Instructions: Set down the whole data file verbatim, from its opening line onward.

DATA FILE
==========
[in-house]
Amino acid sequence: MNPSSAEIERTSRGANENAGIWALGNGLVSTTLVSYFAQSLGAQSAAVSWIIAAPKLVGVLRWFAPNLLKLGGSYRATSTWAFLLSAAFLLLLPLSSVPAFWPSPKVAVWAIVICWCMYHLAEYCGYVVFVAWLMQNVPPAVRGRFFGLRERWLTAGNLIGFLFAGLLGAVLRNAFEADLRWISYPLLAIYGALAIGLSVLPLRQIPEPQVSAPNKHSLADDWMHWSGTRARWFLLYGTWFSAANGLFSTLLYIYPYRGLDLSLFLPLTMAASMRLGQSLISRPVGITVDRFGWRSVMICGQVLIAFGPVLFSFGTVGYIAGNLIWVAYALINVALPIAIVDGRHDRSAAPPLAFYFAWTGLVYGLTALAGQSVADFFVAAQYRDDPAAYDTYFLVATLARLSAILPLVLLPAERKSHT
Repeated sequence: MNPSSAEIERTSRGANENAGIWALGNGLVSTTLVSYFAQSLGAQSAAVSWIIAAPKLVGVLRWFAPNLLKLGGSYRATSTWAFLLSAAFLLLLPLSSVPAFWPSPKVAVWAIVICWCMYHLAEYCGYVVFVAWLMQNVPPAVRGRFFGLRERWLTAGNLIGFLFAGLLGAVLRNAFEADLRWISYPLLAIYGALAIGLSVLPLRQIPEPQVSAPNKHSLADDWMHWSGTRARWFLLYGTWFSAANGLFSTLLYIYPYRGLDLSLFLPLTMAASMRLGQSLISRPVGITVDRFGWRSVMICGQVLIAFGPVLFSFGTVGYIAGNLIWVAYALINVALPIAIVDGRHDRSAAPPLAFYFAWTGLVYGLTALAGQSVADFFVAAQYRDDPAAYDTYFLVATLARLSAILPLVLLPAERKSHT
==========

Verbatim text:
[in-house]
Amino acid sequence: MNPSSAEIERTSRGANENAGIWALGNGLVSTTLVSYFAQSLGAQSAAVSWIIAAPKLVGVLRWFAPNLLKLGGSYRATSTWAFLLSAAFLLLLPLSSVPAFWPSPKVAVWAIVICWCMYHLAEYCGYVVFVAWLMQNVPPAVRGRFFGLRERWLTAGNLIGFLFAGLLGAVLRNAFEADLRWISYPLLAIYGALAIGLSVLPLRQIPEPQVSAPNKHSLADDWMHWSGTRARWFLLYGTWFSAANGLFSTLLYIYPYRGLDLSLFLPLTMAASMRLGQSLISRPVGITVDRFGWRSVMICGQVLIAFGPVLFSFGTVGYIAGNLIWVAYALINVALPIAIVDGRHDRSAAPPLAFYFAWTGLVYGLTALAGQSVADFFVAAQYRDDPAAYDTYFLVATLARLSAILPLVLLPAERKSHT
Repeated sequence: MNPSSAEIERTSRGANENAGIWALGNGLVSTTLVSYFAQSLGAQSAAVSWIIAAPKLVGVLRWFAPNLLKLGGSYRATSTWAFLLSAAFLLLLPLSSVPAFWPSPKVAVWAIVICWCMYHLAEYCGYVVFVAWLMQNVPPAVRGRFFGLRERWLTAGNLIGFLFAGLLGAVLRNAFEADLRWISYPLLAIYGALAIGLSVLPLRQIPEPQVSAPNKHSLADDWMHWSGTRARWFLLYGTWFSAANGLFSTLLYIYPYRGLDLSLFLPLTMAASMRLGQSLISRPVGITVDRFGWRSVMICGQVLIAFGPVLFSFGTVGYIAGNLIWVAYALINVALPIAIVDGRHDRSAAPPLAFYFAWTGLVYGLTALAGQSVADFFVAAQYRDDPAAYDTYFLVATLARLSAILPLVLLPAERKSHT